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4 Questions: A Conversation with…Larry McDonald

FOUR QUESTIONS…A CONVERSATION WITH LARRY MCDONALD

             Larry McDonald, a certified athletlc administrator, is the director of athletics, driver’s education, Title IX, health and physical education, and wellness for the Durham Public Schools.

            A graduate of Fayetteville State University, he has coached at both the high school and collegiate levels, with stops at such places as E.E. Smith in Fayetteville and Winston-Salem State. He earned his master’s degree at Bowling Green and has completed extensive work on his doctorate.

            Larry enjoyed stints as principal at Northwood and at Southern Durham before taking the role in the central office of the Durham Public Schools in 2001.

            He also served a four-year stint on the North Carolina High School Athletic Association Board of Directors. He received the Charlie Adams Distinguished Service Award from the NCHSAA in 2012.

            Larry also serves as the pastor of Allen Chapel African Methodist Episcopal Church in Roxboro after a tenure at Johnson Chapel AME in Mebane. He serves on several Western North Carolina Conference committees for the church.

 

Among your duties are those of a school system athletic director, so you are directly involved with working with a number of high schools. What are the biggest challenges you believe high school athletic programs face today?

After years of working with high school athletics, I believe that the biggest challenge that we face is that of athletes becoming involved or specializing in one sport too much.  I can remember a time when you had a number of three-sport athletes and they excelled in multiple sports, not just one sport.  I guess the day of those types of athletes are gone, but today there are more and more athletes that are burned out and they have less discipline than before.  I guess we see more athletes who cannot play multiple sports because of the pressure to specialize and because of that they can’t cope.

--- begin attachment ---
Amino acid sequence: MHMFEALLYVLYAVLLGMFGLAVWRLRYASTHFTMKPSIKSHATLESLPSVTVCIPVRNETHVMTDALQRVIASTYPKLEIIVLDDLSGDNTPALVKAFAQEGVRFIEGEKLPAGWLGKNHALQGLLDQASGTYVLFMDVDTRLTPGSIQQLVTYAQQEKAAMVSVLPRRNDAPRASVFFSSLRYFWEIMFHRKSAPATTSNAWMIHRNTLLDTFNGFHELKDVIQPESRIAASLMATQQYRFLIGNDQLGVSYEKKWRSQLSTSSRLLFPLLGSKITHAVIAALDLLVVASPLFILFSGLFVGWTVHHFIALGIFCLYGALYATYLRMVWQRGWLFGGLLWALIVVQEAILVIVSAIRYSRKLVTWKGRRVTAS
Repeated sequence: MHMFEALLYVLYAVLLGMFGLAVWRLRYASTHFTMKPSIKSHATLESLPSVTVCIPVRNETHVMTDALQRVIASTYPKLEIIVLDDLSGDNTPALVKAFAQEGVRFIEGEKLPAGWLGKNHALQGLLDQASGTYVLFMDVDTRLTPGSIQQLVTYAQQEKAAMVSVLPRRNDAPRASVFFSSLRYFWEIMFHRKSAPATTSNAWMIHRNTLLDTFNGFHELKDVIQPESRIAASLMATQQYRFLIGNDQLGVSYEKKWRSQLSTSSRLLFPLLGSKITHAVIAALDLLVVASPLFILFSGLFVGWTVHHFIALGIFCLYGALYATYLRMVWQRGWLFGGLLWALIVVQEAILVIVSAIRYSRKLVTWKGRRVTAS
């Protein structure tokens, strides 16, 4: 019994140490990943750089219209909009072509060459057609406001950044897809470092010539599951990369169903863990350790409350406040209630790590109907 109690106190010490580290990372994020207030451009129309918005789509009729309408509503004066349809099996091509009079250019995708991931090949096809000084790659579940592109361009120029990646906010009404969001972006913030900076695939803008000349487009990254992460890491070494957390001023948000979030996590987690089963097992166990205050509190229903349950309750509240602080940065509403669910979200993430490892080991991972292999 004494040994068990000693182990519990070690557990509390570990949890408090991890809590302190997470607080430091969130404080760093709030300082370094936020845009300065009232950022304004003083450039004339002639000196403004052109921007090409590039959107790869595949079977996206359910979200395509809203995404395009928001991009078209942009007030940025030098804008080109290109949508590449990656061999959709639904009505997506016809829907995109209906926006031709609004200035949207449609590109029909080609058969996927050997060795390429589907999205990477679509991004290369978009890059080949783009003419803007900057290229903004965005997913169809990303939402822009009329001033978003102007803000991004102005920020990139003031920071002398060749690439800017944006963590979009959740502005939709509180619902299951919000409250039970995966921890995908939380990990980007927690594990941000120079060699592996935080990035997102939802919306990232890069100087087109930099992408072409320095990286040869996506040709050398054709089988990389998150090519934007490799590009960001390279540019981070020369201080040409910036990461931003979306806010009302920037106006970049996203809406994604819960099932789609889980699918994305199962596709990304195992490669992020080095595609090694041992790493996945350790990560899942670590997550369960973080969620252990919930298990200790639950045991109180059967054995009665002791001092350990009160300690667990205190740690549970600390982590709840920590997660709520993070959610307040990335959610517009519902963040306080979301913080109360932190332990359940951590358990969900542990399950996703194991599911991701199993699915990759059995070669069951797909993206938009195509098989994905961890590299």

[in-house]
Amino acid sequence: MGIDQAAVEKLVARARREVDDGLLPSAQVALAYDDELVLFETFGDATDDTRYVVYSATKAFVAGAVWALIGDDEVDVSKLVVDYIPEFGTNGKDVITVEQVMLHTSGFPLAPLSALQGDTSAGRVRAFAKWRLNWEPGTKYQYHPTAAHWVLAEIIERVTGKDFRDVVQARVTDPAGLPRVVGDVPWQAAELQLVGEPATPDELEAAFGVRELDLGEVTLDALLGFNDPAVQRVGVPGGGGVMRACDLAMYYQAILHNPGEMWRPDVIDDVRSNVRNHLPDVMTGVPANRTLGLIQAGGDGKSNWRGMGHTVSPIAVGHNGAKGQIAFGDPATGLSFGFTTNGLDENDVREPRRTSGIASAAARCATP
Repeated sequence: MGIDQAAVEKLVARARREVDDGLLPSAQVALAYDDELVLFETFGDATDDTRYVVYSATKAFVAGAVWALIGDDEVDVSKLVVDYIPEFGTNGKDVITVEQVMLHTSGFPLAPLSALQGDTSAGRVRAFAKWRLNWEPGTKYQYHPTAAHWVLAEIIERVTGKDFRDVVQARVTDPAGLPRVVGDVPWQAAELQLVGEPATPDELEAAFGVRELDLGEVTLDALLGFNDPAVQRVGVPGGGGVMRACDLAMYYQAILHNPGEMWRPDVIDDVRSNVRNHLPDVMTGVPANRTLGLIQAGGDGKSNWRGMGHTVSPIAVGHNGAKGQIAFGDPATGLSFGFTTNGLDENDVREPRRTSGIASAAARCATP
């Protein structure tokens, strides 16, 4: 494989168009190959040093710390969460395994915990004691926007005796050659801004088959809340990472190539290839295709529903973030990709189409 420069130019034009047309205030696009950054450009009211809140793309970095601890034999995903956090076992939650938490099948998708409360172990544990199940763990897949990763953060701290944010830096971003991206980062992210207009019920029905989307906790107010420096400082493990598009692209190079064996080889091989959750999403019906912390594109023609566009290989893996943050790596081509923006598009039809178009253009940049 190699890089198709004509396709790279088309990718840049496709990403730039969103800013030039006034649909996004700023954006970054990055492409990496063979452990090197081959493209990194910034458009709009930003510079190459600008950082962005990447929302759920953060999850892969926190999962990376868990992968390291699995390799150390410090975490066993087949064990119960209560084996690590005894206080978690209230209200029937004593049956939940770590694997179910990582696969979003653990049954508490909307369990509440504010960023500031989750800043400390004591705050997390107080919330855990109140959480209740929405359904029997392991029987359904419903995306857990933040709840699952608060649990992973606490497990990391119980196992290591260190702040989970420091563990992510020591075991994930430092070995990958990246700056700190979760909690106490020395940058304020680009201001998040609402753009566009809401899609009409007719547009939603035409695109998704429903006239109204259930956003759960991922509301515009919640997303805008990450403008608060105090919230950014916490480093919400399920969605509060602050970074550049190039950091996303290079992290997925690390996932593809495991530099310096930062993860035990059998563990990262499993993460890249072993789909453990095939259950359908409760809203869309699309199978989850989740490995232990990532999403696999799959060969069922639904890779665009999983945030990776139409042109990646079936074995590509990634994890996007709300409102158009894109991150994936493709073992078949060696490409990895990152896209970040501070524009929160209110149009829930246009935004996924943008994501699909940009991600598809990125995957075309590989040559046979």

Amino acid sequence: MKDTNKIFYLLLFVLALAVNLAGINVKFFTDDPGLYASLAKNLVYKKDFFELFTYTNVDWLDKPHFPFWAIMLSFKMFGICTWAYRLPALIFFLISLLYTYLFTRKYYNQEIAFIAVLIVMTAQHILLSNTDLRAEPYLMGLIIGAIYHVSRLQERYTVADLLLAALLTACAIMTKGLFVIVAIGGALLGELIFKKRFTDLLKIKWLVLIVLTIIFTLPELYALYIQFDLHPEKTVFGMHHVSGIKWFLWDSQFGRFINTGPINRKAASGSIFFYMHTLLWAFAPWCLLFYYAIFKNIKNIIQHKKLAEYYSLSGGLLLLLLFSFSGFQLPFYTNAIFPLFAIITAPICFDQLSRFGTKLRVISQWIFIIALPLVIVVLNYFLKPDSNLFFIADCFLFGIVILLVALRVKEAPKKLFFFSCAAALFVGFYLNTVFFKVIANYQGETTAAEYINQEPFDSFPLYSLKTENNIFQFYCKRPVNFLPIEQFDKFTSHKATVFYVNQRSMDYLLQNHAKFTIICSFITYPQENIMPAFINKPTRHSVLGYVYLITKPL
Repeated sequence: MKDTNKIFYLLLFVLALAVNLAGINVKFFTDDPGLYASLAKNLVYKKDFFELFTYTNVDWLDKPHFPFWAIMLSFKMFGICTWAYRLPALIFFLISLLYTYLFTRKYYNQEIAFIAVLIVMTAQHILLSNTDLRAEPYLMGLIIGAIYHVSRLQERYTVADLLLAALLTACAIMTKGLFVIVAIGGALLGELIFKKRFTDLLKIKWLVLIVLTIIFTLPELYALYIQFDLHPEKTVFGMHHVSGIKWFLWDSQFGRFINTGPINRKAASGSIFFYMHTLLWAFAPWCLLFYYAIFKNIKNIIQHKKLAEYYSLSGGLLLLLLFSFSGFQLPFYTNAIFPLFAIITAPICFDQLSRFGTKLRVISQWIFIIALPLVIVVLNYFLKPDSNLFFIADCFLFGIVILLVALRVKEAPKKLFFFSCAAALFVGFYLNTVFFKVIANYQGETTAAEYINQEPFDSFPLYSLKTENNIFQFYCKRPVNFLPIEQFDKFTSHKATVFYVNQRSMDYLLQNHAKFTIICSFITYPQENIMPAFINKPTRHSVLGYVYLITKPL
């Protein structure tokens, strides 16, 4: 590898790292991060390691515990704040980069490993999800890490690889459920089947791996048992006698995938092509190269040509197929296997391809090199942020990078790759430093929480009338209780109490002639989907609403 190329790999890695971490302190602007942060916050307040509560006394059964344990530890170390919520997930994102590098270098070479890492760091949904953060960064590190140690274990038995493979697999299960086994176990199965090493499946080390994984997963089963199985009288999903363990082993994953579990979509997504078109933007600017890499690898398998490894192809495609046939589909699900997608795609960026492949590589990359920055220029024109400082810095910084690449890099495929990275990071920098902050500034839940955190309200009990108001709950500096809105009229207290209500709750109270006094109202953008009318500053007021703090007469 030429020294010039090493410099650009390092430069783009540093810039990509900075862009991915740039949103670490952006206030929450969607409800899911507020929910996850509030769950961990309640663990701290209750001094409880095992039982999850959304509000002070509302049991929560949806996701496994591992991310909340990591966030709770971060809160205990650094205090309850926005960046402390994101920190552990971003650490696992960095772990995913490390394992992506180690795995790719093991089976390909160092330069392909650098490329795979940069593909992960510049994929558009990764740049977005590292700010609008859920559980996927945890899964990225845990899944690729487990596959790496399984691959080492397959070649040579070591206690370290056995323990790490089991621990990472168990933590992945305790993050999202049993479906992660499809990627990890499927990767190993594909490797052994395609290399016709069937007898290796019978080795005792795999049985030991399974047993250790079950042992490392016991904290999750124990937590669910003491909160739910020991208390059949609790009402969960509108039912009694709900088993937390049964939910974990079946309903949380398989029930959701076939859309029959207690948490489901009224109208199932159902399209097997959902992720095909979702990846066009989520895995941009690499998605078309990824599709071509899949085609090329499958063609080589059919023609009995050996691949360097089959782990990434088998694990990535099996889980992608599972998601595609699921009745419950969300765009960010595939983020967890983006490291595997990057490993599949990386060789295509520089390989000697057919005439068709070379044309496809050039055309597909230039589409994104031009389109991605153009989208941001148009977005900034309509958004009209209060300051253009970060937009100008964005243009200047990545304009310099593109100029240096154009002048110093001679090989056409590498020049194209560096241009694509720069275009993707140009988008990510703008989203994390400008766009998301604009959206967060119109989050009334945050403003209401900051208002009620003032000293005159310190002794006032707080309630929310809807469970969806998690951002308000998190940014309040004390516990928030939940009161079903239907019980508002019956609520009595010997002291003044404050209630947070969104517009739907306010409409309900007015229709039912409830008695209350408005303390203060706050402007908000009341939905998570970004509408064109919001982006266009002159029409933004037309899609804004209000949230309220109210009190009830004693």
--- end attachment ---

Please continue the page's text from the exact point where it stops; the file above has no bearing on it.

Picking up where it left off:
You completed a four-year term on the North Carolina High School Athletic Association Board of Directors. How would you describe your experiences as a member of the Board of Directors?

My time on the high school athletic association board was probably one of the most memorable times that I have had during my tenure in high school athletics.  I have had the opportunity to visit numerous National Football League camps and games as well as working with college and university athletics, but nothing will ever replace the people that I had the opportunity to become friends with during those four years on the Association board. 

We did not just meet about board issues– we met and talked about district issues, we talked about personal issues and we talked about how to help one another become better as people, not just athletics.  We call each other even to this day and talk situations through.  They became your friends for a lifetime, not just friends on the board.

 

What is your best memory of high school athletics personally, from your own involvement in them?